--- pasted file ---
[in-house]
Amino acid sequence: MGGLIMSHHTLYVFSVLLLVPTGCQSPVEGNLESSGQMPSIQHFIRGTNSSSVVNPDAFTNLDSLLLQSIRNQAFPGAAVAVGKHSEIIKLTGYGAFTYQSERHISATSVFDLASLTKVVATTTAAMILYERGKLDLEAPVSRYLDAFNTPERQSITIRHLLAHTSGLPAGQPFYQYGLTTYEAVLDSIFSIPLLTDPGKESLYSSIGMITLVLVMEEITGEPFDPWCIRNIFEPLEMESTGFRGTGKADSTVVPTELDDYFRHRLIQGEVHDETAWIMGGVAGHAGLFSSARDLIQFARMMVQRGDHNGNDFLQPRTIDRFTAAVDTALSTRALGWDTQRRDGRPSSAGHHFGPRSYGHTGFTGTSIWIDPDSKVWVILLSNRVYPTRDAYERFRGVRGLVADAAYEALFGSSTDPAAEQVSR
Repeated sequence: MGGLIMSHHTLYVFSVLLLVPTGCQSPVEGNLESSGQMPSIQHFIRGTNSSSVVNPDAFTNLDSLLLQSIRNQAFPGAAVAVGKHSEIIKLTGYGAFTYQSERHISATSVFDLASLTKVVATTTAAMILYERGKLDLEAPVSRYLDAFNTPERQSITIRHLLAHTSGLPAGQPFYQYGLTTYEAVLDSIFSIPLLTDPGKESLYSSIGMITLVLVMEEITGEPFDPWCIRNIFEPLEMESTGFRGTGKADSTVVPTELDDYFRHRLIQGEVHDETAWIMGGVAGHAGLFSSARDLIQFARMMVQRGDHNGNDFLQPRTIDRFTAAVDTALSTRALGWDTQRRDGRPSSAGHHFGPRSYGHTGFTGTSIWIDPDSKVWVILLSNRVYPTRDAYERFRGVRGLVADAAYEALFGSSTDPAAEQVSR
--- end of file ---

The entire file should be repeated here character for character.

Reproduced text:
[in-house]
Amino acid sequence: MGGLIMSHHTLYVFSVLLLVPTGCQSPVEGNLESSGQMPSIQHFIRGTNSSSVVNPDAFTNLDSLLLQSIRNQAFPGAAVAVGKHSEIIKLTGYGAFTYQSERHISATSVFDLASLTKVVATTTAAMILYERGKLDLEAPVSRYLDAFNTPERQSITIRHLLAHTSGLPAGQPFYQYGLTTYEAVLDSIFSIPLLTDPGKESLYSSIGMITLVLVMEEITGEPFDPWCIRNIFEPLEMESTGFRGTGKADSTVVPTELDDYFRHRLIQGEVHDETAWIMGGVAGHAGLFSSARDLIQFARMMVQRGDHNGNDFLQPRTIDRFTAAVDTALSTRALGWDTQRRDGRPSSAGHHFGPRSYGHTGFTGTSIWIDPDSKVWVILLSNRVYPTRDAYERFRGVRGLVADAAYEALFGSSTDPAAEQVSR
Repeated sequence: MGGLIMSHHTLYVFSVLLLVPTGCQSPVEGNLESSGQMPSIQHFIRGTNSSSVVNPDAFTNLDSLLLQSIRNQAFPGAAVAVGKHSEIIKLTGYGAFTYQSERHISATSVFDLASLTKVVATTTAAMILYERGKLDLEAPVSRYLDAFNTPERQSITIRHLLAHTSGLPAGQPFYQYGLTTYEAVLDSIFSIPLLTDPGKESLYSSIGMITLVLVMEEITGEPFDPWCIRNIFEPLEMESTGFRGTGKADSTVVPTELDDYFRHRLIQGEVHDETAWIMGGVAGHAGLFSSARDLIQFARMMVQRGDHNGNDFLQPRTIDRFTAAVDTALSTRALGWDTQRRDGRPSSAGHHFGPRSYGHTGFTGTSIWIDPDSKVWVILLSNRVYPTRDAYERFRGVRGLVADAAYEALFGSSTDPAAEQVSR